James Madison Papers

Nicholas P. Trist to James Madison, 9 June 1830

Washington, June 9. 1830.

Dear Sir,

Your favor in answer to mine, has come safe to hand. Such is the character of the attention now given to public affairs, that I think it quite doubtful whether the absurdity in question—glaring as it is—will not escape notice. It is not in the exact line of Scent of either or any of the packs. A production which, to a mind at all familiar with your and Mr Jefferson’s principles, could not be even hastily read, without disclosing its inanity, together with the danger to the cause with which it is pregnant, is, as you see, hailed with actual rapture by the great Sentinels of the Constitution, Senatorial & Editorial. In their extacy, none of them can see that the concession which it ascribes to you both (and which, so far as any thing can be made out of the Stuff, is considered by the writer as unavoidable) involves an utter abandonment of the very idea of limits to the federal field of action.

Be assured that, whatever I do, I shall not expose myself recklessly. Moreover, accidental circumstances have, entre nous, thrown me upon ground where the honest propensities of a free man may be indulged with considerable impunity. To be sure, their indulgence may dim further prospects which might otherwise be realized; but at least shall I enjoy those feelings by which a votary of Truth is repaid for his worship; together with the exhilaration attendant upon looking down, in place of the depressing consciousness of looking up, to things that are beneath us.

Your message is in Niles Reg. V. 12. March to September, 1817. p. 25.

The accompanying papers and letters, I send, not for any thing complimentary to myself which may be found in the latter, but because I believe it will give you pleasure to see one sign unlike all the rest, and that the spirit which actuated yourself & others is not entirely dead. After looking over them at your leisure, please return them, without giving yourself the trouble to write a line. With daily increasing veneration, I am yr. affectionate Servt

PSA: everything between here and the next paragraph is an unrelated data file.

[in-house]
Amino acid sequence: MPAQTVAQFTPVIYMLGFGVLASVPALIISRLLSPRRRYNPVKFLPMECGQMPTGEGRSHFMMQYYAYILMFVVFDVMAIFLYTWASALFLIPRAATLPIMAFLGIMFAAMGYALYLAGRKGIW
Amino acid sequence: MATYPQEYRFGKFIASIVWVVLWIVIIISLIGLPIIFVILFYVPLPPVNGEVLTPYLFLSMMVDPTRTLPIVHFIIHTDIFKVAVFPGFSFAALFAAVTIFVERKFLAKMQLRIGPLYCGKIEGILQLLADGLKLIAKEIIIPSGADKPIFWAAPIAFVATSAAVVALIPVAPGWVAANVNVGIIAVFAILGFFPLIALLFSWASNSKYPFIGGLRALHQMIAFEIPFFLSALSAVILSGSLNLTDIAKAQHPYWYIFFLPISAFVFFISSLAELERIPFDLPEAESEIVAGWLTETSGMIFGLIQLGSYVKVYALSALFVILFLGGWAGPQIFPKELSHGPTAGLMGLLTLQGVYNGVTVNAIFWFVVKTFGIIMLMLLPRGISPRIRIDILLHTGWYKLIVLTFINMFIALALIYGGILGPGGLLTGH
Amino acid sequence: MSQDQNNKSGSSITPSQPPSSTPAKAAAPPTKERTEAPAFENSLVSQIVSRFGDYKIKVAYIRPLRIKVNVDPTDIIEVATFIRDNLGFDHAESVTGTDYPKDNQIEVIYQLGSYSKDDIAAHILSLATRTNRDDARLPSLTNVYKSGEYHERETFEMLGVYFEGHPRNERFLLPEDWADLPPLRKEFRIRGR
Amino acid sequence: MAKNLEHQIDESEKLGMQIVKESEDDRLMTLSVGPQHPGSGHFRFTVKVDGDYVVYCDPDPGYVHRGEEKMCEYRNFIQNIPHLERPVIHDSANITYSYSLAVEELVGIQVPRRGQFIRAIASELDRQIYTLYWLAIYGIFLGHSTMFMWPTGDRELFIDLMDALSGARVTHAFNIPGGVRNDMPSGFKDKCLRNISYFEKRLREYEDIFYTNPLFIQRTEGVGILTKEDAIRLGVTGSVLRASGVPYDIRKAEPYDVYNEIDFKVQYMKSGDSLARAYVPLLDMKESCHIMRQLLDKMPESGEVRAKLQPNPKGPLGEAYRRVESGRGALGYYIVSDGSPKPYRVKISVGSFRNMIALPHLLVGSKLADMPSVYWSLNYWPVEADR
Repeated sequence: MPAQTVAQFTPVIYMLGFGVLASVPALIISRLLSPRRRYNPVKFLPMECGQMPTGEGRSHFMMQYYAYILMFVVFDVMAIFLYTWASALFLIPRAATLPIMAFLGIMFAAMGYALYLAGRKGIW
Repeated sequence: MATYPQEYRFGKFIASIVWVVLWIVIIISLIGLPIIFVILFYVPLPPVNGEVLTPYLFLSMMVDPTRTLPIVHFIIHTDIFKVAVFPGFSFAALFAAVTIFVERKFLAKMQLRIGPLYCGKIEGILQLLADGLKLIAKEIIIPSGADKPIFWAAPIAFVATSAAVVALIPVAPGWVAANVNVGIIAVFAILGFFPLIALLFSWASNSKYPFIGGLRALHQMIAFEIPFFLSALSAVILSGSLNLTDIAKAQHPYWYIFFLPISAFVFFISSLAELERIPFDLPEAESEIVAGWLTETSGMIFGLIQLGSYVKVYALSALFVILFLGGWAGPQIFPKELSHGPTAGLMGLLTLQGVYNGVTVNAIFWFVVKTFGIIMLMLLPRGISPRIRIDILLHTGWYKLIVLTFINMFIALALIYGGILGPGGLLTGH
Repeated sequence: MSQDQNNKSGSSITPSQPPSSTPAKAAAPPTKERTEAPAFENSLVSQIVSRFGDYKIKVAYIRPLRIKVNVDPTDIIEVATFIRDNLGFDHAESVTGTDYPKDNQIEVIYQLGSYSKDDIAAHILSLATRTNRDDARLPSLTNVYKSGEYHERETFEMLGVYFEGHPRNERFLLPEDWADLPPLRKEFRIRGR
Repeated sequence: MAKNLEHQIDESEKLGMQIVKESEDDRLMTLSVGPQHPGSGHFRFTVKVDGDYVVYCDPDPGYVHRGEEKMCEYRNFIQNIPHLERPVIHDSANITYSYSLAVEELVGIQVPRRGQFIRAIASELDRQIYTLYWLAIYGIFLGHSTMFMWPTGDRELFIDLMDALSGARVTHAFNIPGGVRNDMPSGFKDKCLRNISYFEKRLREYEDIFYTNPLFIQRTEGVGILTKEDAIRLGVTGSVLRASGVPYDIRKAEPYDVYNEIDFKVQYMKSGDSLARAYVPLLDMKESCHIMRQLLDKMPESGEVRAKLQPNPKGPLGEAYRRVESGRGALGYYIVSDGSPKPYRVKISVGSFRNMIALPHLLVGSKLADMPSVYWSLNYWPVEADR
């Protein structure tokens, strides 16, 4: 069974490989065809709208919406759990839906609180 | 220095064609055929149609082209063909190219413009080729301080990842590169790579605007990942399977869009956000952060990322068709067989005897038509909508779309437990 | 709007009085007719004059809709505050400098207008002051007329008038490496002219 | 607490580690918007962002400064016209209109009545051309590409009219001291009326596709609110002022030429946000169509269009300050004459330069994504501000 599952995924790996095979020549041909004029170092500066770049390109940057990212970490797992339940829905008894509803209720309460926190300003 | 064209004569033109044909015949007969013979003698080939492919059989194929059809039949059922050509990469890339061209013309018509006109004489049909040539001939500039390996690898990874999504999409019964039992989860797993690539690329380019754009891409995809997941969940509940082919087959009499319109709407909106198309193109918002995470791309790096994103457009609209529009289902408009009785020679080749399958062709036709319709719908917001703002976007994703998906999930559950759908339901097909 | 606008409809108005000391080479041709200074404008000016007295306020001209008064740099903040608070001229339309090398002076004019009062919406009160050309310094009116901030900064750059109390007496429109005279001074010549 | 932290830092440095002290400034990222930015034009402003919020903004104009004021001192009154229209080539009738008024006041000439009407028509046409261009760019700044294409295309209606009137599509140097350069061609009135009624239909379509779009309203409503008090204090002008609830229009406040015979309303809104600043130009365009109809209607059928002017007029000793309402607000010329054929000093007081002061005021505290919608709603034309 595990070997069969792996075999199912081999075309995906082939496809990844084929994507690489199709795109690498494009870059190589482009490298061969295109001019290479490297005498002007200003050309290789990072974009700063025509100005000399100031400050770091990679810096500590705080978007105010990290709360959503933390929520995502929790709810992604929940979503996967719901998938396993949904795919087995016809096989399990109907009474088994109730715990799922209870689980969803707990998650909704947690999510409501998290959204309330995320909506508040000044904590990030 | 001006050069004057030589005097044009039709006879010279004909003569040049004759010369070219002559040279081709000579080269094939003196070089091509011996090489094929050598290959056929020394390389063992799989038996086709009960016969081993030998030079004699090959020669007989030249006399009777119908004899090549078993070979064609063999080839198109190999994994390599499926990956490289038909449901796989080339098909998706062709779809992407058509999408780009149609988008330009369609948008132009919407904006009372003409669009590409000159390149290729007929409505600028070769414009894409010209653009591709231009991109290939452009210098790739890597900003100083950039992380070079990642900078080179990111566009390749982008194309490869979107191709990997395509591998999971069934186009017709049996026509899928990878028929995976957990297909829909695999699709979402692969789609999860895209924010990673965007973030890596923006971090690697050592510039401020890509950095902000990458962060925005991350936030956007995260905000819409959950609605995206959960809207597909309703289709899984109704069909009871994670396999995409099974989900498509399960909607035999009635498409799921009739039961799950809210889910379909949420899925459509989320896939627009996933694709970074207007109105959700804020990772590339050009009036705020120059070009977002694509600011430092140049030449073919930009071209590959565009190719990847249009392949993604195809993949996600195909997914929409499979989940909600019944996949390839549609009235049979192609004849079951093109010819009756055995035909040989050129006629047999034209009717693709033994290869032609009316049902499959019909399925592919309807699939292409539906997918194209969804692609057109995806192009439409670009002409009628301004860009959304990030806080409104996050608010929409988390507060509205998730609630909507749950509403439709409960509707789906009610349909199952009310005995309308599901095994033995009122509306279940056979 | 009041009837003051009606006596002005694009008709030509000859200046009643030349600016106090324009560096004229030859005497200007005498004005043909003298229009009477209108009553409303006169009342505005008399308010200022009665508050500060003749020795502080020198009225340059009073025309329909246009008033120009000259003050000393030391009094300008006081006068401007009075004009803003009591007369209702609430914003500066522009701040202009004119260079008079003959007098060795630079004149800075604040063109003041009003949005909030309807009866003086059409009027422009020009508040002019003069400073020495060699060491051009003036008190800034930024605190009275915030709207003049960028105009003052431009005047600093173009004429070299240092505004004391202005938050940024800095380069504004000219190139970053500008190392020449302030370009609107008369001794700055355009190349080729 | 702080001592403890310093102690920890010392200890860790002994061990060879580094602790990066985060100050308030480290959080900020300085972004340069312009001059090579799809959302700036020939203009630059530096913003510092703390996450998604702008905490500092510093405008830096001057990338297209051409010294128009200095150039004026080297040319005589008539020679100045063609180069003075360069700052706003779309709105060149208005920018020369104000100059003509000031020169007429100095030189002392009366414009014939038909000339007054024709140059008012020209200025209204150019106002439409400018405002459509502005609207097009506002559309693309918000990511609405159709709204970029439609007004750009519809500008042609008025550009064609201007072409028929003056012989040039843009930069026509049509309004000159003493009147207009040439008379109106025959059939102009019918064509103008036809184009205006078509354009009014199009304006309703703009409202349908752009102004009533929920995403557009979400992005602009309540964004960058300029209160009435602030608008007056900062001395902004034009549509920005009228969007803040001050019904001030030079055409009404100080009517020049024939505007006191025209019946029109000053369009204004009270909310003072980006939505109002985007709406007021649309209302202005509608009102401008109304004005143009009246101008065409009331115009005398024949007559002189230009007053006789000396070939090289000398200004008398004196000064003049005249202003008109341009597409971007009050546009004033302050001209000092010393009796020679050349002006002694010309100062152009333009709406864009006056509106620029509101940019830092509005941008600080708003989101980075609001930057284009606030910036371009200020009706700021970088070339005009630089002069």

N. P. Trist.

Under date, Aug. 13. 1829, the first letter I ever got from him, R. D. Owen (eldest son of the old man) writes thus.

"I see no effectual remedy for this evil, except the establishment of a National system of education, in each State of the Union; and unless I believed that such a measure would be carried in a few years, perhaps in this State, or if not here, in Pennsylvania, I should consider it scarcely a pleasure to be a father at all. I do expect to see this measure carried in one or other of these States within ten years, perhaps within five years from this time. That is at present the great object to which we devote our attention, & to which we shall call the attention of our readers again and again. If I live to see it carried even in one State, & feel that our paper and our other public exertions have aided in carrying it, I shall be much more than repaid for all we have done & for all we have risked, even were it ten times more than it has been."

I have thought several times, in connection with Jonathan Elliot the printer here, that on one occasion of my visiting Montpellier, you had been exchanging letters with him about some publication of his, and that it would not be amiss to put you on your guard against him. He is a very low fellow; without, I am satisfied; the shadow of respectability about him.

RC (ViHi: Nicholas P. Trist Album Book). Docketed by JM.

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